PAGE, Arizona — Lake Powell recently hit a historic low: 3,525 feet above sea level.
“Some people call this the eighth wonder of the world, and that's probably what it is," said Kenneth Runnels, the general manager of Antelope Marina.
Runnels has been boating on Lake Powell since the early 1990s. He says it’s not the same lake as it once was.
“It's different. It looks different," he said. "People that come here... they'll comment how the water level's different and how the lake looks different [from] the way it used to be. But the reality is, this is what we've got today.”
That reality is a cause of concern for the Bureau of Reclamation.
“The lower the lake level, there's less energy going down there, so ... we can't make as much energy as we can when the lake's deeper," said Gus Levy, the manager of the Bureau of Reclamation's Glen Canyon Field Division.
The Bureau of Reclamation has a “minimum power pull” elevation the water needs to be at so the dam can produce hydropower.
Water needs to be at at least 3,490 feet to reach the top of the pipes.
Right now, the water is at 3,523 feet — which levy says is dangerously low.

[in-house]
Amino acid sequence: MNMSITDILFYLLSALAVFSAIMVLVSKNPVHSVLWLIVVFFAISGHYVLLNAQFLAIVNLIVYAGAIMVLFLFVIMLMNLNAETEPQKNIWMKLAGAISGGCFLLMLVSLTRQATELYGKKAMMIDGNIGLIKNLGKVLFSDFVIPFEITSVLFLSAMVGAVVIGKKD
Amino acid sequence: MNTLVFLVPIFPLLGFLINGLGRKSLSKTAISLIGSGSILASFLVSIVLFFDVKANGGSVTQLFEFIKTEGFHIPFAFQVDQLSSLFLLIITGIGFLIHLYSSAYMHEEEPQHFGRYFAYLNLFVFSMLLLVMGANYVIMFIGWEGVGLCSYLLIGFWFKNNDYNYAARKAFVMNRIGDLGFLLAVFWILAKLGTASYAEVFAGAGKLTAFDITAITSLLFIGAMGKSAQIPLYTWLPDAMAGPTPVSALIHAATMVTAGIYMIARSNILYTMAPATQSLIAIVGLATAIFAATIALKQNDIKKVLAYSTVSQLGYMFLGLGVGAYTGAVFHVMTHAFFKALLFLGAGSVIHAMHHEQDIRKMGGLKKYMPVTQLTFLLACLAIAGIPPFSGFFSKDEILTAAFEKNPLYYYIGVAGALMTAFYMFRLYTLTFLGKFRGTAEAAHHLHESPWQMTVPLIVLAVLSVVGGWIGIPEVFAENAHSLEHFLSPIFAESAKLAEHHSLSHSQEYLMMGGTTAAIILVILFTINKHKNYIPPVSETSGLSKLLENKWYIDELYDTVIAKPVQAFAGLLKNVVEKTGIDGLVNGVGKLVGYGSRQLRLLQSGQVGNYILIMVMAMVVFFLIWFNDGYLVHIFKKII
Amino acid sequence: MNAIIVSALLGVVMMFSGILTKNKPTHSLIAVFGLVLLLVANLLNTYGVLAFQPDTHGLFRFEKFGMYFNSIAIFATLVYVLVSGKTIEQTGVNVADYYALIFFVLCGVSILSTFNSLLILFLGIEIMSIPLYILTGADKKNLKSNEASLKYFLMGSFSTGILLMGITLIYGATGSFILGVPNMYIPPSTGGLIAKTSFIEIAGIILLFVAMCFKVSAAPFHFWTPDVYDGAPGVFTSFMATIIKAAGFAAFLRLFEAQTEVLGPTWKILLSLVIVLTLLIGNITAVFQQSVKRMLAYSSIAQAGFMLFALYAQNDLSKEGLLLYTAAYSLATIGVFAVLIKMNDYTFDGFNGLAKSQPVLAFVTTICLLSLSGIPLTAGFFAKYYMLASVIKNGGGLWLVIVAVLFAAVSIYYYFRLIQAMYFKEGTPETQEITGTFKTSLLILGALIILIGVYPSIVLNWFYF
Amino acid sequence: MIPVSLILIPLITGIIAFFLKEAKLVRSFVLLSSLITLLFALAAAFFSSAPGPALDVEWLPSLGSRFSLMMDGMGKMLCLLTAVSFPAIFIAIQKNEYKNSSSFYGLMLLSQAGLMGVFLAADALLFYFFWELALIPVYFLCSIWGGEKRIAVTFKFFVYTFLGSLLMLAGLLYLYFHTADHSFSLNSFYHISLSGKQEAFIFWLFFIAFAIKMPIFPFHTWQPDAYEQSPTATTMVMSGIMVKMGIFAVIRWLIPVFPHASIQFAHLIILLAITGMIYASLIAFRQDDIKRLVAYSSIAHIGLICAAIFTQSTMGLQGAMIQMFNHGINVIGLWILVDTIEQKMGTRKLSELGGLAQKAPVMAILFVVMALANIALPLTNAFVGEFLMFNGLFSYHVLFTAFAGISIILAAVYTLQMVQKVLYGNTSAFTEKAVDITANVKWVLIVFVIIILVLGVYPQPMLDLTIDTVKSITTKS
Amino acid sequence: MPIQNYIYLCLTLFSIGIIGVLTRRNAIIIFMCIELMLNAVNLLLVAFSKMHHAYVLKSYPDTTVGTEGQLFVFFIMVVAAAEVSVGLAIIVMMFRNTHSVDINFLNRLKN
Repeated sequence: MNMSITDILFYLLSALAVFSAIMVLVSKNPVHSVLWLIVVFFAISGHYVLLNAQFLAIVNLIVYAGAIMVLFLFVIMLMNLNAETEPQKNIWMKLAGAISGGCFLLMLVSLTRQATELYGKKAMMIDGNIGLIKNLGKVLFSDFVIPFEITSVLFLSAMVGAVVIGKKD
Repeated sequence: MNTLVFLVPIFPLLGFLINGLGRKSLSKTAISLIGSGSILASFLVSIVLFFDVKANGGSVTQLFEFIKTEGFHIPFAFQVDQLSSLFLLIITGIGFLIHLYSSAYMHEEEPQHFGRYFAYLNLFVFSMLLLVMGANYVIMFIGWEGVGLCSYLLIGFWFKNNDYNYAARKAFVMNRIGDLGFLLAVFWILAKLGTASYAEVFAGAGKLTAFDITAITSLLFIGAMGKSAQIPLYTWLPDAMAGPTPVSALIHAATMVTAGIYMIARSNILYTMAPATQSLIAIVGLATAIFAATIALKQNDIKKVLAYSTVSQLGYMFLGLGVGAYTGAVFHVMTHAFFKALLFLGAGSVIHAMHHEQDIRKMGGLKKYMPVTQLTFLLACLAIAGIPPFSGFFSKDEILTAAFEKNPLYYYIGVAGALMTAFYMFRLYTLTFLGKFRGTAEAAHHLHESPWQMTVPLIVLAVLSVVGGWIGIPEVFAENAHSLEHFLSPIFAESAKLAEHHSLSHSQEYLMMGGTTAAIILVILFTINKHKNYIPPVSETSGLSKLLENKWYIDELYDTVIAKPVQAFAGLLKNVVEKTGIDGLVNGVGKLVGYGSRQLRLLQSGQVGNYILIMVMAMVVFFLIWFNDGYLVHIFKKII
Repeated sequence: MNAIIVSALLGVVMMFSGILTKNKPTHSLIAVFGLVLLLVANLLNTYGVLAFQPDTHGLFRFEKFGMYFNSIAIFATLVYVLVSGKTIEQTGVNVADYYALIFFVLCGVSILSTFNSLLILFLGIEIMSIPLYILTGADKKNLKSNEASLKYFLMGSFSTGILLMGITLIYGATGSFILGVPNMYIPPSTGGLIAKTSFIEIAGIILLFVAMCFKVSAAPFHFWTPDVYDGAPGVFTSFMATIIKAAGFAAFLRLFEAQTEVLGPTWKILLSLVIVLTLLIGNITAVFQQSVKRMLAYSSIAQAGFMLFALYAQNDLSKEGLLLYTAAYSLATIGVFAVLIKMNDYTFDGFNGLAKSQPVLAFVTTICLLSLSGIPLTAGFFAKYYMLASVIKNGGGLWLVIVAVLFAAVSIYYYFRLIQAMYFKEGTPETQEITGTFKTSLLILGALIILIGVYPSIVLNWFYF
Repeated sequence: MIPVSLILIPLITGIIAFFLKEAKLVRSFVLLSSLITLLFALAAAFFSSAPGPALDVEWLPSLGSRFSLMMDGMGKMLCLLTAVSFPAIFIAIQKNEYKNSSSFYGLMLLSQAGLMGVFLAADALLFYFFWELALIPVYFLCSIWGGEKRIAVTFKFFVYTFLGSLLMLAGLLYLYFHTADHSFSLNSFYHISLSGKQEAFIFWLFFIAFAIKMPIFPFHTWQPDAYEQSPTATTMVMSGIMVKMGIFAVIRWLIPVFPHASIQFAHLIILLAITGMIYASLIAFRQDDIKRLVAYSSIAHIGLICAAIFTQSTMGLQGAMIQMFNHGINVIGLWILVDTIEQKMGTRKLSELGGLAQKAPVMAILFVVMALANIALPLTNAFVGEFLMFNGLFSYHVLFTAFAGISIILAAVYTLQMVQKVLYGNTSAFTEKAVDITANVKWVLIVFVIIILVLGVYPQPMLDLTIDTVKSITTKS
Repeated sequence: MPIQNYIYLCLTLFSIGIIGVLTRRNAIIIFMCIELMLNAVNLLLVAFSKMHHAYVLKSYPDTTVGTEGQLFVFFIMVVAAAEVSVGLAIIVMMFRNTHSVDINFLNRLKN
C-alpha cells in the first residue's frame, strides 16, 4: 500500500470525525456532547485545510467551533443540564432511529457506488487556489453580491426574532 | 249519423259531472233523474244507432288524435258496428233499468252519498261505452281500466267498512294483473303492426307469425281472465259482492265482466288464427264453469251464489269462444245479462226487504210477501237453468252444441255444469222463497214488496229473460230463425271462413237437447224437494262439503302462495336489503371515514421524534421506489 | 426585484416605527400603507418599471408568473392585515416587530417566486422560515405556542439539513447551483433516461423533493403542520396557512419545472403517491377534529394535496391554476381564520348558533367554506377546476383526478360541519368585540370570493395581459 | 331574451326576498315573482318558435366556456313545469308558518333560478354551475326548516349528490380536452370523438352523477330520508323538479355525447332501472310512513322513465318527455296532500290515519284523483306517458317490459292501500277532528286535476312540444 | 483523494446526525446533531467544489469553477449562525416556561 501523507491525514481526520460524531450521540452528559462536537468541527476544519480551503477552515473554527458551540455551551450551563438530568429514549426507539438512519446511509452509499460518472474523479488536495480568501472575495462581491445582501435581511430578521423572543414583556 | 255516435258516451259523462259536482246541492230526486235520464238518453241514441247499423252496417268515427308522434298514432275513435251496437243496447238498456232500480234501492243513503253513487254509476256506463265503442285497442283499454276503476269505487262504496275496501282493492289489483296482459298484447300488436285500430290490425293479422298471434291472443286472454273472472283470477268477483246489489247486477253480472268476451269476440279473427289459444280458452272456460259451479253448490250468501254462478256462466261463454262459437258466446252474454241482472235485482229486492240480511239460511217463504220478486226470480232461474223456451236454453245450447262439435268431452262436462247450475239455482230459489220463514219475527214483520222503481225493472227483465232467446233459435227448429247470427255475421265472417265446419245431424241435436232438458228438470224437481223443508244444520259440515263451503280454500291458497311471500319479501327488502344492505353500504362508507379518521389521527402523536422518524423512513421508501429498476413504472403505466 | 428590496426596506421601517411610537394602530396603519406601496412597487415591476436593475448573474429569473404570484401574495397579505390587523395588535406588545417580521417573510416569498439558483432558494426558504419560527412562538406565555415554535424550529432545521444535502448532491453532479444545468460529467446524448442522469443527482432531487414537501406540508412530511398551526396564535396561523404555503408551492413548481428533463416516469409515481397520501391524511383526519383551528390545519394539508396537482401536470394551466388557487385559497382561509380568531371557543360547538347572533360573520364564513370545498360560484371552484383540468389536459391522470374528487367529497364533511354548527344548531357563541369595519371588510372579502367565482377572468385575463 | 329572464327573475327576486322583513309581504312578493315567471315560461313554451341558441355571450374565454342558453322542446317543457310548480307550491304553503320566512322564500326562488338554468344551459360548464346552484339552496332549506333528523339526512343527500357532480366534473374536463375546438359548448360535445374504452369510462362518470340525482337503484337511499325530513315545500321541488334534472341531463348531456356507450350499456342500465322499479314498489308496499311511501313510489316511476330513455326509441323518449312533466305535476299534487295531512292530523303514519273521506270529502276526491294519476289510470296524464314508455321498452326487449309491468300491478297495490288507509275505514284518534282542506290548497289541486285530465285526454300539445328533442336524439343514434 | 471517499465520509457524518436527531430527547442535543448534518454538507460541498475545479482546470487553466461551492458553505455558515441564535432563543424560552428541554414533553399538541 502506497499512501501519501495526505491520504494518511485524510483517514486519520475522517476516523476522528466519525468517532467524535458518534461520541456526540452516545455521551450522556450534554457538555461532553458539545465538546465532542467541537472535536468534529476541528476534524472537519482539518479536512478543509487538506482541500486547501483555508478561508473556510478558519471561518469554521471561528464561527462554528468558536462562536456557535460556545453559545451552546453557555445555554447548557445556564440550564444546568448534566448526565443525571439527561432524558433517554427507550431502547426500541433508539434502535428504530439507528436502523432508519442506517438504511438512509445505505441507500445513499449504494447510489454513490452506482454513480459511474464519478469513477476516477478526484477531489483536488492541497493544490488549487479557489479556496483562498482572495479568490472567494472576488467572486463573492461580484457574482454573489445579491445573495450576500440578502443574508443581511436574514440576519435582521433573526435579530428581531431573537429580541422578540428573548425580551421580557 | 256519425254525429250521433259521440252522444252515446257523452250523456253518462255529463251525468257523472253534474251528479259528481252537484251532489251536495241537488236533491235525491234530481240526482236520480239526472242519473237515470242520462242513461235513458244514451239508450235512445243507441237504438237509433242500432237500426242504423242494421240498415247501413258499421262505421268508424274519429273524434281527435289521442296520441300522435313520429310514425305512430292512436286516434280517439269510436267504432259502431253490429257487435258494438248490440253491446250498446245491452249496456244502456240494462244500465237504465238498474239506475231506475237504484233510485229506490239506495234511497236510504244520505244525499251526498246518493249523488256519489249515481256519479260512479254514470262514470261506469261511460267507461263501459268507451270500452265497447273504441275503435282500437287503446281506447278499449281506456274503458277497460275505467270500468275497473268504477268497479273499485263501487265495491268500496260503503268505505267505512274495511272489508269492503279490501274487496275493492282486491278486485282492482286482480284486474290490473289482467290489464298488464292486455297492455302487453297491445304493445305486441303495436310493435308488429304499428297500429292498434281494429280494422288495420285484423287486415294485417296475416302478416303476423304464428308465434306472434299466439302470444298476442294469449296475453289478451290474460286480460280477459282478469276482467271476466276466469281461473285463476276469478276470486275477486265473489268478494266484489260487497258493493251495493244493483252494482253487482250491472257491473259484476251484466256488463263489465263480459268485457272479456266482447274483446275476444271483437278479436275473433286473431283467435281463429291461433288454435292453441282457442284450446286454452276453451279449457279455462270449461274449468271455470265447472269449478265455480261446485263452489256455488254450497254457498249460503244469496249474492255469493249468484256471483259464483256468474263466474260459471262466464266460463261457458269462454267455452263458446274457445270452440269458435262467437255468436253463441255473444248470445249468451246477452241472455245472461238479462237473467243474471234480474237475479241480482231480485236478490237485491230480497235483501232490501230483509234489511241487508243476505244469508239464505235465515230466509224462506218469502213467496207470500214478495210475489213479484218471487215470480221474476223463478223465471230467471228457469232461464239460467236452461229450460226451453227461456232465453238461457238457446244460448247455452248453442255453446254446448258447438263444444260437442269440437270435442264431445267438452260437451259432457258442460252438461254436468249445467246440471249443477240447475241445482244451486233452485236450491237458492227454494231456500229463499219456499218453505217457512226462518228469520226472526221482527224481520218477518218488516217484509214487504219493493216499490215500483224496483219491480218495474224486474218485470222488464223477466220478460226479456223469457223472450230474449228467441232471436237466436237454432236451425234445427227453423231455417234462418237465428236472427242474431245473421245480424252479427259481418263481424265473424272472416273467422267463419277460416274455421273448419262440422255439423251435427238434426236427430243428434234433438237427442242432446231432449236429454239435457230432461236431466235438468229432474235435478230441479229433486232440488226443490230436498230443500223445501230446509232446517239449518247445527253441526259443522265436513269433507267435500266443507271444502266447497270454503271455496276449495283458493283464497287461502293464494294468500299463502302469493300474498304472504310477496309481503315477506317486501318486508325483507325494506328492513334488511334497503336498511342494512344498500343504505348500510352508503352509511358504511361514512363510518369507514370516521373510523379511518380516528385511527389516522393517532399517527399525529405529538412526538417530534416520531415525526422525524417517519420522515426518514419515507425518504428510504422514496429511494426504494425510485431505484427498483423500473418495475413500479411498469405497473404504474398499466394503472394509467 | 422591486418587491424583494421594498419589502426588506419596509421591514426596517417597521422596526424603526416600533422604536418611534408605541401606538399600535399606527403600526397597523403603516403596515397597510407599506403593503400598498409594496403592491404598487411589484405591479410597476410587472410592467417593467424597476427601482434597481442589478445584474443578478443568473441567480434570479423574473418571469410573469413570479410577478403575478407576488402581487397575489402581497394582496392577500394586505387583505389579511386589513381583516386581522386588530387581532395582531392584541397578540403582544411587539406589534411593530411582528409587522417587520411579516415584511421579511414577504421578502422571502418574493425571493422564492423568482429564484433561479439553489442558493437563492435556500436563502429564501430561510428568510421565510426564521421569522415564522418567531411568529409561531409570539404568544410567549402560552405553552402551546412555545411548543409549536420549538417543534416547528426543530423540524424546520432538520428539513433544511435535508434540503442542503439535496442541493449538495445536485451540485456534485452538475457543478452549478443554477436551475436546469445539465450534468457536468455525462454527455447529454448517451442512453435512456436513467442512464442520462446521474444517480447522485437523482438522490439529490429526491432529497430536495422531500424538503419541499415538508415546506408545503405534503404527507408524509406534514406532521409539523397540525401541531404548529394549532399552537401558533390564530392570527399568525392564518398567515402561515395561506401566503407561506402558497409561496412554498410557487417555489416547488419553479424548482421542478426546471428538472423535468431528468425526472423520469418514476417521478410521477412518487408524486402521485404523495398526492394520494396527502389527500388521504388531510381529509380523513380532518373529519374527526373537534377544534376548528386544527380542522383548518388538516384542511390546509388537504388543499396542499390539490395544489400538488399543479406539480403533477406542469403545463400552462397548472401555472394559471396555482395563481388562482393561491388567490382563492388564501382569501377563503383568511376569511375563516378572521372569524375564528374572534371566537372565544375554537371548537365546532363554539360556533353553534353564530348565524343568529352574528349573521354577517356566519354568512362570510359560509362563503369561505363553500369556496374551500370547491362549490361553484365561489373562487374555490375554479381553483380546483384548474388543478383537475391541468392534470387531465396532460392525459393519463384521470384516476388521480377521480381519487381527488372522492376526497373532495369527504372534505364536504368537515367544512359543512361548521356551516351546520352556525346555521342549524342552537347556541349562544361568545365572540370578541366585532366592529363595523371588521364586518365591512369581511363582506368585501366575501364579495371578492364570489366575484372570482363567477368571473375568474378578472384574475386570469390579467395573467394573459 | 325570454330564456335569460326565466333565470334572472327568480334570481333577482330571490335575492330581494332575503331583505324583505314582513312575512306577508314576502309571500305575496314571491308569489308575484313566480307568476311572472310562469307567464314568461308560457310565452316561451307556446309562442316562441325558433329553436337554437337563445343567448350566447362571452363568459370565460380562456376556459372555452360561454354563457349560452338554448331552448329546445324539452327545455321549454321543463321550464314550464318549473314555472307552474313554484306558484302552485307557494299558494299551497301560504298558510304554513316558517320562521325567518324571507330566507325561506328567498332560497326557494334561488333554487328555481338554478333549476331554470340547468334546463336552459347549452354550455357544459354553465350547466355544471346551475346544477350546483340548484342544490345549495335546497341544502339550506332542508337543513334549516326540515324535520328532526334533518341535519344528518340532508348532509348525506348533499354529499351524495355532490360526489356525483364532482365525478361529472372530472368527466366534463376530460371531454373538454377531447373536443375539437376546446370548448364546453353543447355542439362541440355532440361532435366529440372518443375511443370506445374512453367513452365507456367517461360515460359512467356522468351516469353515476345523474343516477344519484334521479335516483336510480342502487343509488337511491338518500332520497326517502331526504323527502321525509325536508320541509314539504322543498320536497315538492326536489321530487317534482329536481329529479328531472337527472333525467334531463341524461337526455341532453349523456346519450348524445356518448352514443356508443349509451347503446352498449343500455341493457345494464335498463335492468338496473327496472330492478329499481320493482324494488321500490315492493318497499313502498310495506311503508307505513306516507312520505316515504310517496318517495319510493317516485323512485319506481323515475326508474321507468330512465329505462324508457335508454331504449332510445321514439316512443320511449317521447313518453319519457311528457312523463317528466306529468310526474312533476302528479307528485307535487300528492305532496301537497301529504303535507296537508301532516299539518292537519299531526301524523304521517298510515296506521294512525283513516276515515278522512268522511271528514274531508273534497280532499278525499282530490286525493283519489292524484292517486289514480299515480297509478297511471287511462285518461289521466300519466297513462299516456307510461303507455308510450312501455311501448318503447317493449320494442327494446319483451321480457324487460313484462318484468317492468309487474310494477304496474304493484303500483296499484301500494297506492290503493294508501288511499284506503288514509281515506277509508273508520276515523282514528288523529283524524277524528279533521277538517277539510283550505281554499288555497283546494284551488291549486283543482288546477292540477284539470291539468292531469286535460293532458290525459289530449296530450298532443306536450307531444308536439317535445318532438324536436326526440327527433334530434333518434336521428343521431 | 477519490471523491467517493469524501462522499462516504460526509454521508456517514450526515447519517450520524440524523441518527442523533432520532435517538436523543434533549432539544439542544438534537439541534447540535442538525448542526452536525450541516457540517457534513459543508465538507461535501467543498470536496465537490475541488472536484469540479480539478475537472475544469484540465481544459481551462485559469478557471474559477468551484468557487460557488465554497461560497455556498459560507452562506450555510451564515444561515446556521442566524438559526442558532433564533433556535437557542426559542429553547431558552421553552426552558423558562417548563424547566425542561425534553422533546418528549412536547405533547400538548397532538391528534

He says the way we’ve been using this precious water resource is not sustainable.
“I think conservation has got to be in mind, and the people in charge that have influence need to come up with plans to use the water responsibly," Levy said.
Data from the Lake Powell water database shows that the water levels were more than 100 feet higher 10 years ago than they are today.
Even within the last year, water levels have dropped 45 feet.
“The biggest thing you notice when you're boating is scenery that you're used to seeing that was underwater is now above water," Runnels said. "And you've just got to watch for hazards in the lake that previously were underwater that haven't been marked yet this year.”
The water is still at least 350 feet deep in most of the main channel — which Runnels says is plenty deep for houseboats and anyone who wants to get out and enjoy the lake.